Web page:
Demdike Stare, one of the UK’s more inspired and wayward electronic acts, have been quietly busy releasing this series of Test Pressings on Boomkat’s Modern Love imprint over the last several months. True to form, these are tracks that exist in the outskirts of convention and genre, pulling in elements from a variety of styles and sounds into something fairly harrowing and unpredictable. “Collision” is a nightmarish mangling of hardstep breaks, like late 90s Panacea with the spins. “Misappropriation” sounds more in line with the duo’s exploration of tribal and hand drumming, but with the same caustic layer of feedback and effects applied to “Collision.” The result is something more raw and industrial than some of their previous output, falling in line with the coarsest, most rhythmic works of Muslimgauze in his heyday.
The second installment continues to explore feedback and noise, but in distinctly different ways. “Grows Without Bound” is aptly named, a droning. anthemic dirge of a track that expands continuously, its feeble rhythm section a far second to its heroic drones. “Primitive Equations” snaps back to reality with some raw midrange breaks that would sound at home on Hessle or Hemlock, drawing inspiration from the golden era of drum n’ bass and substituting any smooth pads or chill-out vibes with a weird swirl of reverbation and noise. There’s even a pleasant surprise in the middle where their sounds suddenly don’t seem half as threatening.
They shift focus considerably on the third installment, abandoning flirtations and mutations of jungle and bass music and instead delivering a rather sweet ode to vintage Detroit and Chicago house. It’s surprisingly clean and melodic, even while it continues their trend of subtly manipulating sounds and patterns. “Dysology,” on the other hand, draws more purely from the harder sounds of Jeff Mills and Joey Beltram, but with an added layer of distortion and reverb in the wings. It gets busier and more layered, a handsome industrial writher for a good portion of its 10+ minutes, ending in a blast of saturated noise.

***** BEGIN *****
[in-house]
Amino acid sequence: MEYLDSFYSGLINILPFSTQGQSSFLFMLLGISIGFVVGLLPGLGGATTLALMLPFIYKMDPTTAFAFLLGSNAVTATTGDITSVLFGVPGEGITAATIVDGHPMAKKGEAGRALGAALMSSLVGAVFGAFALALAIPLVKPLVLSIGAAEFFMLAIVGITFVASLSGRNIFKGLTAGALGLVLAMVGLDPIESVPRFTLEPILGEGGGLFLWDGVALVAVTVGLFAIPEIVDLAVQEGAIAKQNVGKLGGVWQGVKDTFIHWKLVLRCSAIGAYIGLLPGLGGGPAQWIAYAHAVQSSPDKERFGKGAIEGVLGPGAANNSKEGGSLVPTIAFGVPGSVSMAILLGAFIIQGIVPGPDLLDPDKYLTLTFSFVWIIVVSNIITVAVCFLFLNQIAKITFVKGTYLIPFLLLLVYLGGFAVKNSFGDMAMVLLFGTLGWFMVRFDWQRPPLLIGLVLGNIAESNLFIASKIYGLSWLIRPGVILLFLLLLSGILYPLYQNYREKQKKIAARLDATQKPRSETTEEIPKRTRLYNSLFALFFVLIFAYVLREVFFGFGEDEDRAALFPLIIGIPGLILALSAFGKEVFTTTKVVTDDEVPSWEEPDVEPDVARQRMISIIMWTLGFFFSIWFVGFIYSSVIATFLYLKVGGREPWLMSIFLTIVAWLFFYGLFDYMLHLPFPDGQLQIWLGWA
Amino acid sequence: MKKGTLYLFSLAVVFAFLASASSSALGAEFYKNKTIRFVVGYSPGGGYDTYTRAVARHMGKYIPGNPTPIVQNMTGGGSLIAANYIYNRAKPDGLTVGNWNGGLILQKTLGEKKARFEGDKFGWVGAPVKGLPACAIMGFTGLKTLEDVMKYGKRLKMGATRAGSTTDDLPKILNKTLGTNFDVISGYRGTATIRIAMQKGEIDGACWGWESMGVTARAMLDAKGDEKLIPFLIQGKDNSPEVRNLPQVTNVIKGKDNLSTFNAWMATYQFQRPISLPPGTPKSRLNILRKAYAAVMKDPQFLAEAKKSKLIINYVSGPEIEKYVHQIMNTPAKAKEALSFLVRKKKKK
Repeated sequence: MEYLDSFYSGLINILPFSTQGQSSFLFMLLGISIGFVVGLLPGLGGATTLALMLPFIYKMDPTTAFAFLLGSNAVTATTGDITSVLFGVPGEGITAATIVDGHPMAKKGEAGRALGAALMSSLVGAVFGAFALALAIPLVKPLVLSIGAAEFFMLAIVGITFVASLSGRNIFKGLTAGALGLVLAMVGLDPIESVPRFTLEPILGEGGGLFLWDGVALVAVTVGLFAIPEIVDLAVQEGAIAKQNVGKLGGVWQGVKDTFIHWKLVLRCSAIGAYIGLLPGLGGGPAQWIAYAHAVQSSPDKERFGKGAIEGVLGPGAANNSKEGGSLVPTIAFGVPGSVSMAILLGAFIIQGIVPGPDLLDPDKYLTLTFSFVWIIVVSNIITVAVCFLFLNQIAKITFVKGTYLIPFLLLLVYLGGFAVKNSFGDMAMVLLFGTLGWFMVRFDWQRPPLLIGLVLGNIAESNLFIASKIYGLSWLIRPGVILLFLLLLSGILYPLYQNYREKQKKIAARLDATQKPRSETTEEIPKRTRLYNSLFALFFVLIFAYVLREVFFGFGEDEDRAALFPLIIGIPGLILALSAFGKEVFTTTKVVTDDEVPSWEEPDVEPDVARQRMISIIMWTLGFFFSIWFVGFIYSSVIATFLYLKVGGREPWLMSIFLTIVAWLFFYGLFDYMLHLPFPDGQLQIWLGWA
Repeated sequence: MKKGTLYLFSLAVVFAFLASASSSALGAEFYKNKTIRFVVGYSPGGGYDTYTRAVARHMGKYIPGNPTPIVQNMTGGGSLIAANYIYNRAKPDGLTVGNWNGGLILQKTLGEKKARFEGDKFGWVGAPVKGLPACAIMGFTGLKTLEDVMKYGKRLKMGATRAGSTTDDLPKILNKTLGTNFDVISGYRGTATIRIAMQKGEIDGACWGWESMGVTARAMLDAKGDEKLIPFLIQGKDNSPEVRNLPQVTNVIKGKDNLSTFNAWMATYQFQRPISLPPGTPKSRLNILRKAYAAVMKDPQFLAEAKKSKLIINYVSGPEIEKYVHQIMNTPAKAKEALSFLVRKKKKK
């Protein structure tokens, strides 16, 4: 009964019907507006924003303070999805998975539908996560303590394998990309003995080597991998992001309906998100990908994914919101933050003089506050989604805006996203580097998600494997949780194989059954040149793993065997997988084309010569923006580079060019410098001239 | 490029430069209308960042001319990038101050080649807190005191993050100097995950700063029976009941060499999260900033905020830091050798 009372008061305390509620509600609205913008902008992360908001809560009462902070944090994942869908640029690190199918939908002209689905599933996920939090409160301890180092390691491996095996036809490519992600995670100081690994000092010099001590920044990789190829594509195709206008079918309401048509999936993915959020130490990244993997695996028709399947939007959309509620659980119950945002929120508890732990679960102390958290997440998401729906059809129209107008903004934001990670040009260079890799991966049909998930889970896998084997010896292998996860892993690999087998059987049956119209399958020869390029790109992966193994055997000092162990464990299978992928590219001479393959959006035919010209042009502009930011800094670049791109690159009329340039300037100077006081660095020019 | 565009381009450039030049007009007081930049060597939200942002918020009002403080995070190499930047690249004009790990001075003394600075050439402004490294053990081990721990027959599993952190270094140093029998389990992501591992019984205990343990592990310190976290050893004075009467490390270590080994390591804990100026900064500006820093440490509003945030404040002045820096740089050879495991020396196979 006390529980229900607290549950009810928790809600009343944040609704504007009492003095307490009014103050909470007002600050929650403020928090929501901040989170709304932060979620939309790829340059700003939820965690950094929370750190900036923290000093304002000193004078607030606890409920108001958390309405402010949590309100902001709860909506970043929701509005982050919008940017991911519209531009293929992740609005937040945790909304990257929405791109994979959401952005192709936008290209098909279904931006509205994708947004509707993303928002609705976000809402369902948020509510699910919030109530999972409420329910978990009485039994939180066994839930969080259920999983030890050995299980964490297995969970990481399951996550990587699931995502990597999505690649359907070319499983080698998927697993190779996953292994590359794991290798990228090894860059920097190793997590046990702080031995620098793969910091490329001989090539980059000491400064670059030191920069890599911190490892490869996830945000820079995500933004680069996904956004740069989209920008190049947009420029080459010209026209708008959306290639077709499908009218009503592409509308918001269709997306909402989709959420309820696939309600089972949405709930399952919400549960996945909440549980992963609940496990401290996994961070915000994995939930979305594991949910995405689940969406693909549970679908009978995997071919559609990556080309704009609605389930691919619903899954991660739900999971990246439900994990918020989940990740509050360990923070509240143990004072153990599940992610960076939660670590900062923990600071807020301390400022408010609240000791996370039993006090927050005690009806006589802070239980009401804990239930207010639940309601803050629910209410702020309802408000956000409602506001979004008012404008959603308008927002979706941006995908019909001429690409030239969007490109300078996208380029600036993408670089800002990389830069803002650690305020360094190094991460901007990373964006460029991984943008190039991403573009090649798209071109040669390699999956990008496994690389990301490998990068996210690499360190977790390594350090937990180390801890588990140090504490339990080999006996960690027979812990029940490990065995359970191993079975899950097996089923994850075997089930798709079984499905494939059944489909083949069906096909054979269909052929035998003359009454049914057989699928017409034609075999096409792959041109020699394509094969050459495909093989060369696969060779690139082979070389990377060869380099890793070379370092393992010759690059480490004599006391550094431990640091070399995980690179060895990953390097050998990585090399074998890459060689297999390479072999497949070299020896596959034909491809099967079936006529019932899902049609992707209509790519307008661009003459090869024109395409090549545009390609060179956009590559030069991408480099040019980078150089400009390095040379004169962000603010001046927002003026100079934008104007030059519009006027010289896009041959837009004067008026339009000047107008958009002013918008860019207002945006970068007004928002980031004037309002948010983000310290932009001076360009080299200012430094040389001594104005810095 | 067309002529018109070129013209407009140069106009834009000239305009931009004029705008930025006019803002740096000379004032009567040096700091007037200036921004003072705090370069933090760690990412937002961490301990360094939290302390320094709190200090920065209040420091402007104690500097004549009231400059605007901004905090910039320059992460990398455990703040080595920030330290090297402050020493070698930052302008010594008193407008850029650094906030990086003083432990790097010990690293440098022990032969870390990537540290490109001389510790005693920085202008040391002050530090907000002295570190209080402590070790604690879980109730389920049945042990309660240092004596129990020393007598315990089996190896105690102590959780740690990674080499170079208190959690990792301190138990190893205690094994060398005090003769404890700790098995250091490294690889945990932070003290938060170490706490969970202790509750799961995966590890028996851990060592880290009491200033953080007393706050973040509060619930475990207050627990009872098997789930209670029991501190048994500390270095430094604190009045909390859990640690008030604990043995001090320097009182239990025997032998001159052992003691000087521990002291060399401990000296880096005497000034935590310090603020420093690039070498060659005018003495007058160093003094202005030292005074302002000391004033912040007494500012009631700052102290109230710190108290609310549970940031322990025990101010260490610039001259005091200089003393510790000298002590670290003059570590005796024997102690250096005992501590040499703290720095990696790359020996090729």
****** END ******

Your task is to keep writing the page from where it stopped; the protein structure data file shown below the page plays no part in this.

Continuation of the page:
I find myself less captivated by the most recent edition, though. The fourth release kicks off with a faint hum that builds into a shrill cacophony of clanging and distortion. The progression is fierce but the payoff, three minutes of clanging that feels like tinnitus, is especially difficult to process. On the flip, “Null Results” is built around a stuttering drum & bass break and a heavy kick until about halfway through when zappy synths show up, like some mangled mutation of 90s Metalheadz, Like the A-side, it’s an extended pummel, but it’s less shrill and more infectious.
The four releases show off the duo’s diverse influences while veering more headlong into riddim and noise rather than the deeper spaces between on their albums. The individual EPs are digitally released, but it is the vinyl pressings that fly off the shelves and become instantly sought out, in that Demdike Stare cultish way. The 2010 Voices of Dust pressing is still in the $75 USD range on eBay. As a collection, they provide another unpredictable and unusual entry in Demdike Stare’s growing catalogue of curiosities and treasures.
Be sure to read HC’s Interview with Demdike Stare
Words by Matthew Mercer of Ear Influxion